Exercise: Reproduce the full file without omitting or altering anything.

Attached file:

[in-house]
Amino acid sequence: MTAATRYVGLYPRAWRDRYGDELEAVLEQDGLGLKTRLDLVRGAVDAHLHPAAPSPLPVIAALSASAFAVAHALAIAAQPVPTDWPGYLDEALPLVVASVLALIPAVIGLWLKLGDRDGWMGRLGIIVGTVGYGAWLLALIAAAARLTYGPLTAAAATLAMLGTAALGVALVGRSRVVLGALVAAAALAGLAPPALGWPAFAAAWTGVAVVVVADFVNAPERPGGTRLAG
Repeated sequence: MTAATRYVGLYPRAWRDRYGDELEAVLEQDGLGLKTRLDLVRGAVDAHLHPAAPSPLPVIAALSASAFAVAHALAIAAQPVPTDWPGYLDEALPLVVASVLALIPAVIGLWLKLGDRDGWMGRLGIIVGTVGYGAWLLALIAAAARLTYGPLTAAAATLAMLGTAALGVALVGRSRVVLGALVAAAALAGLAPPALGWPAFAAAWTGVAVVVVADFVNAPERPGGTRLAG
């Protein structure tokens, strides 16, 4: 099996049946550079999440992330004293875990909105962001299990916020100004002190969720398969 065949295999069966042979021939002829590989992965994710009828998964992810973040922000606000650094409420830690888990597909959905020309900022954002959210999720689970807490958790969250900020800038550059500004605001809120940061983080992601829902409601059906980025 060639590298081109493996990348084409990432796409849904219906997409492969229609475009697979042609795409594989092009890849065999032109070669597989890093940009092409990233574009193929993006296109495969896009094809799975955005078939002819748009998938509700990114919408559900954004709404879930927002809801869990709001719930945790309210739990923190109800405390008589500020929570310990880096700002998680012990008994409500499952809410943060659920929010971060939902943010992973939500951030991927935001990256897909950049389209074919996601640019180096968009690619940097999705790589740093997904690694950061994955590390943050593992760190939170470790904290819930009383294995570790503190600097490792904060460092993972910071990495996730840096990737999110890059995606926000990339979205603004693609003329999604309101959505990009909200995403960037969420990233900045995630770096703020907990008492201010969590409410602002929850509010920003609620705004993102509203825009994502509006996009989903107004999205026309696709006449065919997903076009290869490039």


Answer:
[in-house]
Amino acid sequence: MTAATRYVGLYPRAWRDRYGDELEAVLEQDGLGLKTRLDLVRGAVDAHLHPAAPSPLPVIAALSASAFAVAHALAIAAQPVPTDWPGYLDEALPLVVASVLALIPAVIGLWLKLGDRDGWMGRLGIIVGTVGYGAWLLALIAAAARLTYGPLTAAAATLAMLGTAALGVALVGRSRVVLGALVAAAALAGLAPPALGWPAFAAAWTGVAVVVVADFVNAPERPGGTRLAG
Repeated sequence: MTAATRYVGLYPRAWRDRYGDELEAVLEQDGLGLKTRLDLVRGAVDAHLHPAAPSPLPVIAALSASAFAVAHALAIAAQPVPTDWPGYLDEALPLVVASVLALIPAVIGLWLKLGDRDGWMGRLGIIVGTVGYGAWLLALIAAAARLTYGPLTAAAATLAMLGTAALGVALVGRSRVVLGALVAAAALAGLAPPALGWPAFAAAWTGVAVVVVADFVNAPERPGGTRLAG
């Protein structure tokens, strides 16, 4: 099996049946550079999440992330004293875990909105962001299990916020100004002190969720398969 065949295999069966042979021939002829590989992965994710009828998964992810973040922000606000650094409420830690888990597909959905020309900022954002959210999720689970807490958790969250900020800038550059500004605001809120940061983080992601829902409601059906980025 060639590298081109493996990348084409990432796409849904219906997409492969229609475009697979042609795409594989092009890849065999032109070669597989890093940009092409990233574009193929993006296109495969896009094809799975955005078939002819748009998938509700990114919408559900954004709404879930927002809801869990709001719930945790309210739990923190109800405390008589500020929570310990880096700002998680012990008994409500499952809410943060659920929010971060939902943010992973939500951030991927935001990256897909950049389209074919996601640019180096968009690619940097999705790589740093997904690694950061994955590390943050593992760190939170470790904290819930009383294995570790503190600097490792904060460092993972910071990495996730840096990737999110890059995606926000990339979205603004693609003329999604309101959505990009909200995403960037969420990233900045995630770096703020907990008492201010969590409410602002929850509010920003609620705004993102509203825009994502509006996009989903107004999205026309696709006449065919997903076009290869490039």